Police arrested Mohamed Ibrahim, a blogger known as Mohamed Oxygen, at his home in Cairo's Maadi neighborhood on April 6, 2018, according to news reports that cited witnesses, and local press freedom groups. When he appeared in front of Cairo’s national security prosecutor for the first time 11 days later, the blogger was charged with being a member of a banned group and spreading false news, the local press freedom group, the Arab Network for Human Rights Information (ANHRI) reported.
Some lawyers and pro-government media in Egypt say that under the law, national security prosecutors can repeatedly renew 15-day detention periods for up to six months. An appeals court can then decide to release the defendant or issue 45-day detention periods that can be repeatedly renewed until a trial begins.
Ibrahim was detained after reporting on government opposition figures and irregularities in Egypt's 2018 presidential election, according to his social media accounts and a YouTube post from his colleague Mona Ahmed. Ibrahim’s blog, Oxygen Egypt, featured critical reports on the presidential election and alleged police abuse. Ibrahim also managed a YouTube channel that included interviews on the street with Egyptians on a range of subjects. The reports did not specify which blog or content the prosecutor cited as reason for the charges.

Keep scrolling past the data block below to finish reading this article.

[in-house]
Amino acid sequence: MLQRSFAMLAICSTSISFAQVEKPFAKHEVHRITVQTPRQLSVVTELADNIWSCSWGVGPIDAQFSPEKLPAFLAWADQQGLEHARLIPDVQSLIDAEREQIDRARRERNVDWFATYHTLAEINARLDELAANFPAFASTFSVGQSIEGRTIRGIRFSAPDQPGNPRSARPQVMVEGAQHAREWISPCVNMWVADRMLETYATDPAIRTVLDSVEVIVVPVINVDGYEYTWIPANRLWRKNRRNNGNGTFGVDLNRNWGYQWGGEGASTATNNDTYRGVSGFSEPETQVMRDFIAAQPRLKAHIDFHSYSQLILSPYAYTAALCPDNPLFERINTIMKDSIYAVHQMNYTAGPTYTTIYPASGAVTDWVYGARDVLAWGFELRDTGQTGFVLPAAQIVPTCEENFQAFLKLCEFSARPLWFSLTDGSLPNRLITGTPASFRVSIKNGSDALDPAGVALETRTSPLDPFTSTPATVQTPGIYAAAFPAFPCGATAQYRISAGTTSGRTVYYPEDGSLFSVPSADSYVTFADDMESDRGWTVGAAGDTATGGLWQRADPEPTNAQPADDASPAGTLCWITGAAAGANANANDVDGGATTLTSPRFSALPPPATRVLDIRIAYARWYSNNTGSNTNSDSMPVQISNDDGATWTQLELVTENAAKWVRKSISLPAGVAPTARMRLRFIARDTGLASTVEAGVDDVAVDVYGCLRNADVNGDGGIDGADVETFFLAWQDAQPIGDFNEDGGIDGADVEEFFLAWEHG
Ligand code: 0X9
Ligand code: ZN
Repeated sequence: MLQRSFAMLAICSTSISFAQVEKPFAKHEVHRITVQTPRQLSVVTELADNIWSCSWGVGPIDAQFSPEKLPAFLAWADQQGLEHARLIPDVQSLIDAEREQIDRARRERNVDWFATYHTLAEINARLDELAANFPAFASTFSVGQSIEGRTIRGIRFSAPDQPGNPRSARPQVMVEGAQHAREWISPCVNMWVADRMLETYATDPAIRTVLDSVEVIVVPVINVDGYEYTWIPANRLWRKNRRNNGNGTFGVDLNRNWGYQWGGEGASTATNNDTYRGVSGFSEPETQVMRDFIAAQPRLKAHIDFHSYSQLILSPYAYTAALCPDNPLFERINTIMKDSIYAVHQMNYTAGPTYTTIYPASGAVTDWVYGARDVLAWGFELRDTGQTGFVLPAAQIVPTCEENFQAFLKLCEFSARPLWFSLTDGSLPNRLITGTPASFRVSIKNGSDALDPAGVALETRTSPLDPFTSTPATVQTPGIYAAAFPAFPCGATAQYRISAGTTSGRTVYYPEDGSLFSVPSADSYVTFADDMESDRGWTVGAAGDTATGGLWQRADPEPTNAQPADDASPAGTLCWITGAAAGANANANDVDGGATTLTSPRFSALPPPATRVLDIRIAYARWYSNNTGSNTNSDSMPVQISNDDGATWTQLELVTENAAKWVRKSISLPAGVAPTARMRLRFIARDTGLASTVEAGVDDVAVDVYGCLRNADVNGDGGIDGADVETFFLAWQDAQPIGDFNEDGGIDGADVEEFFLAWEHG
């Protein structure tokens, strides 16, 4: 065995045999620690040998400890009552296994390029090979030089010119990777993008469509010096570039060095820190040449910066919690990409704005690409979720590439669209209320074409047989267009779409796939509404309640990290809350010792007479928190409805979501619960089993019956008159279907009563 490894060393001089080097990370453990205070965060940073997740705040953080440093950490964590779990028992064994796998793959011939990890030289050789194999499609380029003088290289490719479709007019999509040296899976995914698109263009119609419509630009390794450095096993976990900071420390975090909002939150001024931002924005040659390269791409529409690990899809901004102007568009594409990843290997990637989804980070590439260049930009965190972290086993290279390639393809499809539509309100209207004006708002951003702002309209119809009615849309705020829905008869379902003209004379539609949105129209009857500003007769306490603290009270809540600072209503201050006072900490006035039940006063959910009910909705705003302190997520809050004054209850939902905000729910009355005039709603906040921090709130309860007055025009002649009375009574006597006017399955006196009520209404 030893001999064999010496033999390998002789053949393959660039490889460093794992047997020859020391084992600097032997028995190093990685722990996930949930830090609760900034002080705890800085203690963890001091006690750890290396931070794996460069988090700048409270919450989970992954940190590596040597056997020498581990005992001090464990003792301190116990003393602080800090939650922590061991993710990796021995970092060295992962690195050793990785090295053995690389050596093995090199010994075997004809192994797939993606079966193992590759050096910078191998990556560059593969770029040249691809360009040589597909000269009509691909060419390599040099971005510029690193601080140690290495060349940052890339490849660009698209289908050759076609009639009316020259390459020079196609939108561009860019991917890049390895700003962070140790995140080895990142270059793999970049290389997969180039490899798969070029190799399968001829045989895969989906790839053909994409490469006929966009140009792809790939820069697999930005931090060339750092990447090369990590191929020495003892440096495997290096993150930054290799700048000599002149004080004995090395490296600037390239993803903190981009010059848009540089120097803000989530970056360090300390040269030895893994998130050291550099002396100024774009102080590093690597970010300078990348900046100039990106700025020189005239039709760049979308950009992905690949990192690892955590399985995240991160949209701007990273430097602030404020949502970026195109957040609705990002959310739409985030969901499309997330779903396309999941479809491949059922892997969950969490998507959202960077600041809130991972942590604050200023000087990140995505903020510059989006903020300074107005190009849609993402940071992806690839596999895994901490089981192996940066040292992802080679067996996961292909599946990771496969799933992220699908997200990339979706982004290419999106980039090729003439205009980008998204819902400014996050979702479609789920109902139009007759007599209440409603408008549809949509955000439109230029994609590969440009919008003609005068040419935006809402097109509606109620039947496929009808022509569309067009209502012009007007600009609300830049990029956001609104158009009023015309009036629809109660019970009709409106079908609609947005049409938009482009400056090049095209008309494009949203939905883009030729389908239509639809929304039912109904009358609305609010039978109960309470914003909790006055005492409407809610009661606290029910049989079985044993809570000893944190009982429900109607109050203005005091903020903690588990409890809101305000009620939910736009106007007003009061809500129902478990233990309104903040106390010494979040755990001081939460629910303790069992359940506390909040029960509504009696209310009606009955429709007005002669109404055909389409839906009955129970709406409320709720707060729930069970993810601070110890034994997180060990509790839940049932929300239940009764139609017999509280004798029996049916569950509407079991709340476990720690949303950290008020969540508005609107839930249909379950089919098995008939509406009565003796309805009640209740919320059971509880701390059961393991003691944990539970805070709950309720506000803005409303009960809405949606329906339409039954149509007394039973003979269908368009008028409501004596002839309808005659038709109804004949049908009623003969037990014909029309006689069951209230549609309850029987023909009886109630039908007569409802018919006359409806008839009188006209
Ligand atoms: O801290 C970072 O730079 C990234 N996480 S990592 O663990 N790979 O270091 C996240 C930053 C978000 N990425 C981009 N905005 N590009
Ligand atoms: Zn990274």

On September 28, 2018, U.N. human rights experts urged Egyptian authorities to ensure Ibrahim is afforded every right to due process and a fair, impartial and public trial. He is being held in Tora prison, ANHRI reported.
Ibrahim is one of at least two journalists arrested as part of a larger crackdown and mass trial known as case 621, in which over 40 defendants are accused of false news and being members of a banned group.
Ibrahim’s arrest came as Egypt’s crackdown on the press deepened in 2018; authorities ratcheted up their rhetoric against media outlets as President Abdel Fattah el-Sisi ran for and won re-election. Government officials and media regulators threatened the media with fines and prosecutors detained journalists for allegedly spreading false news.
Late in 2018, the Ministry of Interior, which has oversight of the police and prison system, and the prosecutor general’s office had not answered CPJ's requests for comment sent via email.